Hoarding is no worse a break from the best than overeating or yelling at my kids.  It is, however, very debilitating and very isolating.  And is also somewhat socially acceptable.  We Americans in 2016 love our junk.  I don’t want that for my life, and don’t want that for my kids.  Objects are not able to provide what we really need.  We spend time dreaming and saving and buying the most recent really cool thing, telling our friends what we hope to buy one day, telling them what we have. And while we are consumed with our things, we miss it all.  Miss another catching our eye.  Stop reaching for the hand beside us, there to hold.  The hair for tousling.  I want my kids to realize that some of the nastiest thieves in life are really cool things.  Things are not people, do not carry feeling, and can not meet our deepest needs.  Surrounded by excess I forget to ask, am I comfortable?  My family, are they comfortable?

We long for vacation

surrounded mostly by air and dirt, mountain, river and each other 

Very few trappings. 

If we were to quiet our souls back home

ask what can be done to experience vacation inside our own four walls

much of what is special to us would have to go.

When a thing takes away from living life, it’s time to give it away to someone who will experience more blessing than curse.  I want my children to realize that even a thing with possible future value, something that might be used one day, if taking space in heart and home is a thing that holds more power than it should.

As I’m coming off of three years of being sick, house budging to the brim, finally able to load up bag after bag, Butterfly and Mr. All Business at my side, I’m thankful for what I part with.  Husband, children, Lincoln the dog and myself in this house, all more valuable than its contents.  Extra items, they gasp and choke out a full breath of life. 

Out! 

Away, you choking items of ownership! 

Come near, hands to hold, blond curls, happy paws. 

And together we carve out spaces of togetherness. 

Faded PJ’s

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This morning, through dawn light, sitting in the stillness of my early hour house, eyes yet to focus, I glance along the edging of my soft blue pajamas and I feel a smile creeping now.  Sleepy smile, I feel it spread about my heart and down into my bones.  The fade of pajamas blue hover about me all the day, and I whisper good things under my breath.  Hope that this newest pair of already faded pajamas will become faded, no, just straight ratty.  That they will grow very old until they are ribbons of happy nothing. 

Crisp new pajamas.  I’ve grown to not like them much.  They come to me to be placed in suitcase packed for a hospital every time.  Some of the hospital visits are beautiful.  Baby boy brought home, precious and perfect.  Pajamas that didn’t fit me before, and body too much a mess to wear after.  That pair stayed nice for years. To the hospital for another baby, this time, a perfect tiny daughter.  I’d not remembered to think of pajamas for me. She had arrived before I’d expected, a month early.  Hadn’t packed a thing.  Other than things for her.  Her cotton pink footie-pajamas were washed, folded, held close against my cheek, folded again.  Ready months before.  My friend had thought of me when I had forgotten.  She brought to the hospital a lovely nightgown of soft pink and white, smocked and pleated, buttons down front.  I loved that nightgown.  I wore it year after year.  Don’t remember whatever became of it.  I’m guessing it was loved into shreds and threads as I rocked and fed, made a lap for two babies, a lap for reading and holding and spit up and …. Another baby years later.  And another. Pajamas packed and used until they were no more.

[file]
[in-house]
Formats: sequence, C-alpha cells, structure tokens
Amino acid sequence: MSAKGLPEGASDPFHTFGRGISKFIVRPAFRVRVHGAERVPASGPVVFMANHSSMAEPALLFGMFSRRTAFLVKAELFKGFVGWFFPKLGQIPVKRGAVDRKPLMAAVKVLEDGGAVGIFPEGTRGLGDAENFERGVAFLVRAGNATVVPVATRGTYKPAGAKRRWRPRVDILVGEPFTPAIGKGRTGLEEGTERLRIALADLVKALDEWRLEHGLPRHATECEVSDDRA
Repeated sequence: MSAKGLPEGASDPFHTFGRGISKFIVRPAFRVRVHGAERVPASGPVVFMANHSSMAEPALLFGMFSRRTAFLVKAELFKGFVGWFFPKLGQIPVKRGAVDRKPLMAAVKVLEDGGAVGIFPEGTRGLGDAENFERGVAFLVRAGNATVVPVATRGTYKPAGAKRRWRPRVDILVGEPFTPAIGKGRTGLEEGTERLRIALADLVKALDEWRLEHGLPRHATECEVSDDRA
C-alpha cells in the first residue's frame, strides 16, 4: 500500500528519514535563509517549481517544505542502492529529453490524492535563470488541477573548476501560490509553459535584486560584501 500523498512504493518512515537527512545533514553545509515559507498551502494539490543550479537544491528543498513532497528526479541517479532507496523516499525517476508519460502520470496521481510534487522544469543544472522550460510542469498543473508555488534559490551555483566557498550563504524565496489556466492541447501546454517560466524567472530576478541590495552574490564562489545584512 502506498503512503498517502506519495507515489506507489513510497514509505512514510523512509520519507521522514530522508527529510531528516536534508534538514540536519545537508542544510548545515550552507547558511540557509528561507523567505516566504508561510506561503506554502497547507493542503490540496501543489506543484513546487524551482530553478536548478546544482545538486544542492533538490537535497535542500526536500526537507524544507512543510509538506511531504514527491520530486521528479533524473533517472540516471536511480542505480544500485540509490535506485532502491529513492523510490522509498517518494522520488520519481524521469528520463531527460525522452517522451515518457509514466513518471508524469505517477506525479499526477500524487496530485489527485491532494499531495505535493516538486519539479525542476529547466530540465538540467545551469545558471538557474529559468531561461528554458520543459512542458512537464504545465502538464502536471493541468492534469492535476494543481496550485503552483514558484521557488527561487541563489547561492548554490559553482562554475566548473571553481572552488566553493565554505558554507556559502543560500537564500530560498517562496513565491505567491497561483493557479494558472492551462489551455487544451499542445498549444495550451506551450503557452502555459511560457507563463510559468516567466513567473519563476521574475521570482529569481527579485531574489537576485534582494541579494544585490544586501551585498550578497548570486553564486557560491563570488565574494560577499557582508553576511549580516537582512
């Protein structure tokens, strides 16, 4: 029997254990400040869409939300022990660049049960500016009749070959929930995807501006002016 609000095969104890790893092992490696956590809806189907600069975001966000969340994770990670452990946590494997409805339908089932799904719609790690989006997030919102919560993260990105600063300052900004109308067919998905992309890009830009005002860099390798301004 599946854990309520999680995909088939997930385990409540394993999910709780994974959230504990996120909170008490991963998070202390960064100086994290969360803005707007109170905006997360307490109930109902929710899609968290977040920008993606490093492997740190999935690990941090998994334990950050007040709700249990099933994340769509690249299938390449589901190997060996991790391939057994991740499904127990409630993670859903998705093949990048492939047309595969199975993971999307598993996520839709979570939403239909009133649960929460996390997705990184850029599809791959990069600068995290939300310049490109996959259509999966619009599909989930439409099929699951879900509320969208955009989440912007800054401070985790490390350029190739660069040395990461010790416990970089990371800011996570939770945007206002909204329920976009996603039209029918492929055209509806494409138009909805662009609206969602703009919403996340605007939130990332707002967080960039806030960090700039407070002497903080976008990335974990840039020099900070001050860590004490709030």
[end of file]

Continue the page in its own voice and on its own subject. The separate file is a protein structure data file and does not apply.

As of late, pajamas for the suitcase bound for harder hospital stays.  Visits of cuts and drains, blood draws, parts removed, another cancer, another procedure, another and another. 

New pajamas. 

No thank you. 

I want to see how long the fade will keep on fading. 

Will the blue of light seem more white than blue?  I’m hoping so.  I could buy new ones for no particular reason.  And then I wouldn’t be needing another special book for my son on how to build something from nothing.  I wouldn’t be needing running shoes for me, or another hydrangea for my gardener girl, wouldn’t need to save for a night out with my best friend. I’d be too cut off from life to be buying sheet of music to practice with my girls.  I’d be winding down to dead, and I don’t want that.